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9 Daily Habits That Will Make You More Productive Working From Home

Use these tips to save time, money, boost productivity and otherwise get the most from your home work environment.

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If you're an entrepreneur working from a home office, staying productive can be challenging, especially if you have a partner, kids or pets vying for your attention. I've found, however, that just a few strategies, consistently applied, will help you get the most from this newly-popular hybrid residential/professional structure.

1. Create a Dedicated Workspace

One of the best ways to boost productivity at home is to have a consistent space where you can feel comfortable working for extended periods. An extra bedroom with a door is ideal, but a table in a quiet corner can do nicely. Make sure that the desk, chair, and computer monitor are all at comfortable heights, and if at all possible, invest in the following:

• A standing or sit-to-stand desk

• Noise-canceling headphones

• An ergonomic chair, keyboard and mouse

• A second monitor

2. Get Dressed for the Day

How you look impacts how you feel, as well as professional output. So, instead of working in your pajamas, make an effort to get dressed. You'll feel ready to tackle the day, be prepared for any video calls and accomplish more.

Related: Slash These 10 Work-From-Home Habits to Build Productivity

3. Set Regular Hours

While a flexible schedule can be a significant remote structure benefit, it can also be a pathway to overworking, which leads to burnout. Consider setting regular hours and letting your family and friends know when you prefer not to be disturbed. It's also helpful to include special "focus" time in your calendar during which you don't look at to-do lists, email or your phone, but concentrate on getting one task accomplished until it's done. Then move on to the second task, and so on.

4. Take Micro Breaks

Taking regular pauses throughout the day can be instrumental to boosting productivity. Take a short walk, get something to drink, listen to a podcast or do a quick chore to reset your mind and/or move your body. Even stepping away for five minutes between projects, calls or tasks can suffice — just resist the urge to check email or group notifications so you can return to work with a renewed focus.

Related: Why You Need a Remote Work Schedule

5. Clear Clutter

Getting organized not only helps you find what you need when you need it, it also fosters a sense of being in better control overall. If having a cluttered workspace is distracting, purchase simple storage options such as a filing cabinet, shelving for books and binders or baskets and bins for smaller items.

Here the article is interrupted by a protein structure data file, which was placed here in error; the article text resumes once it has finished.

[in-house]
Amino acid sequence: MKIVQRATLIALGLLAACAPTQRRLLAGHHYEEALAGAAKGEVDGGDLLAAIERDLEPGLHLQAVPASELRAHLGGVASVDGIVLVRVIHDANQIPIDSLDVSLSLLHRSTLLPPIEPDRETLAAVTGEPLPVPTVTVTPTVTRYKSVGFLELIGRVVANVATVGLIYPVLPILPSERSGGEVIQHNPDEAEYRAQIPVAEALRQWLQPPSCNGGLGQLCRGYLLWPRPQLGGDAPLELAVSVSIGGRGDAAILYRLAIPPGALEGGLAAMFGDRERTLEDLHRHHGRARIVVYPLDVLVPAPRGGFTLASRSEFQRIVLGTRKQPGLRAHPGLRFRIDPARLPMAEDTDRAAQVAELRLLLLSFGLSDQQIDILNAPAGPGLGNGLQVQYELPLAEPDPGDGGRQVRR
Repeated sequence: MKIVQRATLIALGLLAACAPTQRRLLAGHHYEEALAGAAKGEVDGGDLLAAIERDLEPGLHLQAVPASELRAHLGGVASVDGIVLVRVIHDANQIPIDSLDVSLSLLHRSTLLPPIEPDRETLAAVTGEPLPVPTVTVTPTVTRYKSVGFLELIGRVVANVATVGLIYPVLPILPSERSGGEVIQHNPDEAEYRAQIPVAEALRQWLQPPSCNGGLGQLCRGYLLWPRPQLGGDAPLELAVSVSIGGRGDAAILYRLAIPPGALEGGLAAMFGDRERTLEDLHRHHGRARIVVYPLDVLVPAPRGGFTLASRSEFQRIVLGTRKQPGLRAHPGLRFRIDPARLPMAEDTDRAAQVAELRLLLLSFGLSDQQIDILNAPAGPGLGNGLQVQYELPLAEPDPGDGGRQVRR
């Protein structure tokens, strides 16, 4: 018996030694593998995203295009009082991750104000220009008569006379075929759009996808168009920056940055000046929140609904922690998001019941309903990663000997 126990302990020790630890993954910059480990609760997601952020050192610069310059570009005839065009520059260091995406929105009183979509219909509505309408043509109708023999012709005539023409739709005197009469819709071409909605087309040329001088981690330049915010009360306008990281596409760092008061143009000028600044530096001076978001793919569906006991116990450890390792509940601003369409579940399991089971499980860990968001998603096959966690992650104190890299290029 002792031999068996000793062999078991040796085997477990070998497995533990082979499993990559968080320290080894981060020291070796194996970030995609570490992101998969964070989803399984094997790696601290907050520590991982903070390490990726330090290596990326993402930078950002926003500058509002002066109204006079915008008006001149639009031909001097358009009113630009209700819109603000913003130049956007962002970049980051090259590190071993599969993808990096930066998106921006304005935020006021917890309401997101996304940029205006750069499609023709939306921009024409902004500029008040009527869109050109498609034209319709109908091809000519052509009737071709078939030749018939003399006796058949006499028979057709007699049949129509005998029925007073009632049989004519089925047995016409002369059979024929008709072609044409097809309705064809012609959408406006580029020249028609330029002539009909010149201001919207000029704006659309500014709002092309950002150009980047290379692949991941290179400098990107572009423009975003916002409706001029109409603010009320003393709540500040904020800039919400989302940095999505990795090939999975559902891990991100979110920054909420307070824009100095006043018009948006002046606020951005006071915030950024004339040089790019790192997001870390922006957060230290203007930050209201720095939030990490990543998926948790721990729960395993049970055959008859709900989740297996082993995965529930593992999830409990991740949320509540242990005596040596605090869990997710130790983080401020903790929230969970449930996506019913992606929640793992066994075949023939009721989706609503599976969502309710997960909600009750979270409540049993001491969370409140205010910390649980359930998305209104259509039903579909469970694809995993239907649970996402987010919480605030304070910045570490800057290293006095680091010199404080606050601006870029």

6. Use the Right Technology

Whether you're working from home or on the go, there are many free and paid productivity tools for improving business workflow, recordkeeping and communication. Here are a few:

Edison Mail is an email app for Mac, iOS or Android that features a customizable interface that combines accounts. It offers an assistant, organizes messages and protects its users from SPAM, among many other features that collectively produce a much improved email experience.

FreshBooks makes it easy to know how your business performs, and aids with proposals, time tracking, invoicing, accounting, reports, mileage tracking and more.

Google Workspace allows the storing and sharing of documents, spreadsheets and presentations securely from your computer or phone, so you can work from anywhere.

7. Outsource When Possible

When done correctly, outsourcing is an excellent way to boost productivity and reduce stress. For instance, if you're struggling to keep up with administrative tasks, a virtual assistant can handle scheduling, customer service, even social media marketing. Another option is a bookkeeper to keep finances in order.

8. Track Tax Deductions

You can reduce taxes by keeping up with (seemingly ever-changing) deductible business and home office expenses. Just a few you may be eligible to claim on your return:

• Rent, utilities and insurance — the first two depending upon the home office's size.

• Business travel expenses such as airfare, hotels and ground transportation.

• Vehicle expenses, according mileage required for business purposes.

• Supplies and equipment such as computers, phones, printer ink/toner and paper.

• Professional services for marketing, accounting, consulting and legal matters.

Related: Top Tax Tools for Solopreneurs

9. Have the Right Insurance

Your productivity could halt entirely if you experience an emergency, natural disaster or lawsuit and don't have proper insurance. A few types to consider:

Commercial auto insurance covers physical damage and liability for vehicles used for business. Based on your needs, you can add an endorsement to an existing auto policy or purchase a separate one.

Property insurance covers damage or theft to items like inventory and equipment. You can purchase a separate business policy or add an endorsement to your existing homeowners or renters policy.

Business interruption insurance covers lost income if your business gets hurt due to a covered event such as a fire, storm or theft.

Professional liability insurance — or errors and omissions (E&O) — offers protection if you make a mistake and get sued for negligence or faulty work.

If you're not sure what type(s) of insurance is needed for your home business, speak with an agent.

Related: 5 Insurance Policies Every Solopreneur Should Have

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